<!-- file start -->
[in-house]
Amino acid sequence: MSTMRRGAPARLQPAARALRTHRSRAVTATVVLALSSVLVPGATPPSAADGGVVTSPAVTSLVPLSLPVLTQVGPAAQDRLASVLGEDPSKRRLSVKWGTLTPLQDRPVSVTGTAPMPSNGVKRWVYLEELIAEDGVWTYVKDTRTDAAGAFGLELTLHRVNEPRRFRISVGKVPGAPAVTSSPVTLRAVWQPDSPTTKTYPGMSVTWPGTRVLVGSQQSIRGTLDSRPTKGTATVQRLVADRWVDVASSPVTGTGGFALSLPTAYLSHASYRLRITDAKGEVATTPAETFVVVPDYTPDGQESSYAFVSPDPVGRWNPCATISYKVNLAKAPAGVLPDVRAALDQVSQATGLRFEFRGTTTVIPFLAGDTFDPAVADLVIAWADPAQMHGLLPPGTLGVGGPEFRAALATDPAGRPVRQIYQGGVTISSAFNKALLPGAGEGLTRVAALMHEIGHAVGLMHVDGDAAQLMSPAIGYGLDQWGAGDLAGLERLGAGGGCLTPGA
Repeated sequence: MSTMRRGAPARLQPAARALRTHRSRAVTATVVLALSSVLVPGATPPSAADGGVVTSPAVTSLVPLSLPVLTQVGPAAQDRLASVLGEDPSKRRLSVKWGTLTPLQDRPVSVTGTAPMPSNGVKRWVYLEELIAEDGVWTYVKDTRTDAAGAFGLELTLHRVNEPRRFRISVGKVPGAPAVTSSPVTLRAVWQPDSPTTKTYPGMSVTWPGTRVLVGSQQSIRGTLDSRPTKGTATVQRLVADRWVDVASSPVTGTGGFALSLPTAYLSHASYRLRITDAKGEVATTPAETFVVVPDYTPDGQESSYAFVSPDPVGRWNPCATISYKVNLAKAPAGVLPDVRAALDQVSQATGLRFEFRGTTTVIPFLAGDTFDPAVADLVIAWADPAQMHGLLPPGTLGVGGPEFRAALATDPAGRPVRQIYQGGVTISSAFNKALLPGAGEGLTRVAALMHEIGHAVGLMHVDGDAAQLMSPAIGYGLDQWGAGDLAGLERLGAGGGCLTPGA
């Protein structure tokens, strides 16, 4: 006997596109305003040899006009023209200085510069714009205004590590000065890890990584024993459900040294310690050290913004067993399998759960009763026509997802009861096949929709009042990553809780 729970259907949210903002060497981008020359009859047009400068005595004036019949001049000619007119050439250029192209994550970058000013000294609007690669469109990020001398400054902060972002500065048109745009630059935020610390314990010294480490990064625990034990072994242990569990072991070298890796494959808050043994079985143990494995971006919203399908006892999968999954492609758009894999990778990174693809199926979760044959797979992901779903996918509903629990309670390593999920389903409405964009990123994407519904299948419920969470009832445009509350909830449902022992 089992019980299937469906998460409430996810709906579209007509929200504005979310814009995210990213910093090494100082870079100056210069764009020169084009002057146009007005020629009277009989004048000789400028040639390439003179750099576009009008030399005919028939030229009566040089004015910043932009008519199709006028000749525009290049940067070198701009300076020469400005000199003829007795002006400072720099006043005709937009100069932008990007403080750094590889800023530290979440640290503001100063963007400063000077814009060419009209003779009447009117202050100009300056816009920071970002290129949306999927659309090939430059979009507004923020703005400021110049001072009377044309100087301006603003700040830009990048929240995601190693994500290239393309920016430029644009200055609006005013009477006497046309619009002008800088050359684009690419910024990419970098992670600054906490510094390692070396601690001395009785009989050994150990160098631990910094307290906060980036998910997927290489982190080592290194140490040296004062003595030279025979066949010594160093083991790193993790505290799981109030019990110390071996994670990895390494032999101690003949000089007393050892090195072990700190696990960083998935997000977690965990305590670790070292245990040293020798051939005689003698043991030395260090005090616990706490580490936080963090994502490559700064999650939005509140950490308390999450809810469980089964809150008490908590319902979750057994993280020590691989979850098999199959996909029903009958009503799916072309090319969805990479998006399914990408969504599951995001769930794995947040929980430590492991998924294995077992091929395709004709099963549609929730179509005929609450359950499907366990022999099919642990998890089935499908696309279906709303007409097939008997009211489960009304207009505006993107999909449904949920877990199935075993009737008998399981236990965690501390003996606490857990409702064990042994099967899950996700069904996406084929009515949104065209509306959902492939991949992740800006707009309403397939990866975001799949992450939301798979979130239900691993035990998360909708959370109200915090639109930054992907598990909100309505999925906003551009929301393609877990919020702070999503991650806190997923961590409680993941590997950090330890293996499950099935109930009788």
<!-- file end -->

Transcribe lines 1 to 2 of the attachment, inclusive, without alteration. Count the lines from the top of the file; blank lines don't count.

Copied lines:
[in-house]
Amino acid sequence: MSTMRRGAPARLQPAARALRTHRSRAVTATVVLALSSVLVPGATPPSAADGGVVTSPAVTSLVPLSLPVLTQVGPAAQDRLASVLGEDPSKRRLSVKWGTLTPLQDRPVSVTGTAPMPSNGVKRWVYLEELIAEDGVWTYVKDTRTDAAGAFGLELTLHRVNEPRRFRISVGKVPGAPAVTSSPVTLRAVWQPDSPTTKTYPGMSVTWPGTRVLVGSQQSIRGTLDSRPTKGTATVQRLVADRWVDVASSPVTGTGGFALSLPTAYLSHASYRLRITDAKGEVATTPAETFVVVPDYTPDGQESSYAFVSPDPVGRWNPCATISYKVNLAKAPAGVLPDVRAALDQVSQATGLRFEFRGTTTVIPFLAGDTFDPAVADLVIAWADPAQMHGLLPPGTLGVGGPEFRAALATDPAGRPVRQIYQGGVTISSAFNKALLPGAGEGLTRVAALMHEIGHAVGLMHVDGDAAQLMSPAIGYGLDQWGAGDLAGLERLGAGGGCLTPGA